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My lessons learned while developing!

My organization has an ongoing project to take documents produced for internal regulations and such, change some of the formatting and then export it as PDF.

Our requirements were that only one person would be doing this, but it has been painfully tedious and sometimes error-prone to do by hand. Enter the fearless developer to automate the situation!

Since I am one of those guys that just plain does not like VB, I wanted to do the automation in the ever-so-much-more-familiar C#. While Microsoft had made a dll that makes such a task easier, documentation on MSDN is pretty lame and most of the forums and posts on the internet had little to do with my task.

So, I feel like I can give back to the community and make a post here of the things I have learned so far. I hope this is helpful to whoever stumbles upon it.

Steps to do this:

1) First of all, make some sort of a project and use some sort of a means to get the filename of the word document you are trying to open. I got the filename the user wanted with an openFileDialog tied to a button that I labeled 'Browse':

       private void btnBrowse_Click(object sender, EventArgs e)
       {
           try
           {
               DialogResult myResult = openFileDialog1.ShowDialog();
               if (myResult.Equals(DialogResult.
OK))
               {
                   if (openFileDialog1.SafeFileName.
EndsWith(".doc"))
                   {
                       txtFileName.Text = openFileDialog1.SafeFileName;
                       paramSourceDocPath = openFileDialog1.FileName;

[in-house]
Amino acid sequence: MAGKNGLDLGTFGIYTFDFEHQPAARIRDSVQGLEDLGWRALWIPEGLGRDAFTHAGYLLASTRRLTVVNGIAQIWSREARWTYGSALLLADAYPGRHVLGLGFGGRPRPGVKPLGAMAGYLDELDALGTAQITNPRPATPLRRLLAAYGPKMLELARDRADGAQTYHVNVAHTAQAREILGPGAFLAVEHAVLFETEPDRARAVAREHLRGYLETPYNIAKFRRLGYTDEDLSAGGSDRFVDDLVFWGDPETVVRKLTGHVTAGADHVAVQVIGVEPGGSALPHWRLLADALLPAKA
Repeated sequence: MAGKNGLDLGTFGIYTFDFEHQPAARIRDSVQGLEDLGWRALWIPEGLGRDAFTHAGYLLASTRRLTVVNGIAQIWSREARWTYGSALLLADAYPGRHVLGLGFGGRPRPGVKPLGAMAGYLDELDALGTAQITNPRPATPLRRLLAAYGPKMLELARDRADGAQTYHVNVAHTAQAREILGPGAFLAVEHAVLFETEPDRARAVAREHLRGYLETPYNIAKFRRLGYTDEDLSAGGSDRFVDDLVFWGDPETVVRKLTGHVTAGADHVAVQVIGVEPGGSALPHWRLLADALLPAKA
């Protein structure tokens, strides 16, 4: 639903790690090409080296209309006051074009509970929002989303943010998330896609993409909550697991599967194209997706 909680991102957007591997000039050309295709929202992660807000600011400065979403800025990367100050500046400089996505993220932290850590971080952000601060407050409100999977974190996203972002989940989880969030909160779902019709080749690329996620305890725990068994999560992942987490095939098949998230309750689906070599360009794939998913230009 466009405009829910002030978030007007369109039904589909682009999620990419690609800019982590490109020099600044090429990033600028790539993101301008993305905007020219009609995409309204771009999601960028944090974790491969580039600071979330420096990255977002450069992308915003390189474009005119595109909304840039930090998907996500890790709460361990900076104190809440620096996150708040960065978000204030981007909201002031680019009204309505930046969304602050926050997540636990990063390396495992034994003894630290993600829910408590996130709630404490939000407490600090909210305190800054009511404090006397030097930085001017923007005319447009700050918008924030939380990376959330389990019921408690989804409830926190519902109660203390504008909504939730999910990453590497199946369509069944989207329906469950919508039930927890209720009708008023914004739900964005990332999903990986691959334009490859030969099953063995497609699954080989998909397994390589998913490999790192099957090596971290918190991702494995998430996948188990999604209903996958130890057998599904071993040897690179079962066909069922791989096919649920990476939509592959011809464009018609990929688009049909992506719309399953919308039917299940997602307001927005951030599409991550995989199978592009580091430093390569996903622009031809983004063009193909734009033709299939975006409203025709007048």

paramExportFilePath = openFileDialog1.FileName.
Replace(".doc", ".pdf");
                   }
                   else
                   {
                       txtFileName.Text = "only something that end with .doc, please";
                   }
               }
           }
           catch (Exception err)
           {
               lblError.Text = err.Message;
           }
       }

 

2) Add in "using Microsoft.Office.Interop.Word;" after setting your project to reference Microsoft.Office.Core and Microsoft.Office.Interop.Word so that you don't have to add "Microsoft.Office.Interop.Word" to the front of everything.

3) Now you are ready to play. You will need to have a copy of word open and a copy of your word document that you want to modify open to be able to make the changes that are needed.

The word interop dll likes using ref on all the parameters passed in, and likes to have them as objects. If you don't want to specify the parameter, you have to give it a "Type.Missing". I suggest creating some objects that you reuse all over the place to maintain sanity.

object paramMissing = Type.Missing;

ApplicationClass wordApplication = new ApplicationClass();

Document wordDocument = wordApplication.Documents.Open(
               ref paramSourceDocPath, ref paramMissing, ref paramMissing,
               ref paramMissing, ref paramMissing, ref paramMissing,
               ref paramMissing, ref paramMissing, ref paramMissing,
               ref paramMissing, ref paramMissing, ref paramMissing,
               ref paramMissing, ref paramMissing, ref paramMissing,
               ref paramMissing);

4) There are many ways to modify the text of the inside of the word document. One of the ways that was most effective for me was to break it down by paragraph and then do things on each paragraph by what style the particular paragraph had.

           foreach (Paragraph thisParagraph in wordDocument.Content.Paragraphs)

           {
               string strStyleName = ((Style)thisParagraph.get_
Style()).NameLocal;
               string strText = thisParagraph.Range.Text;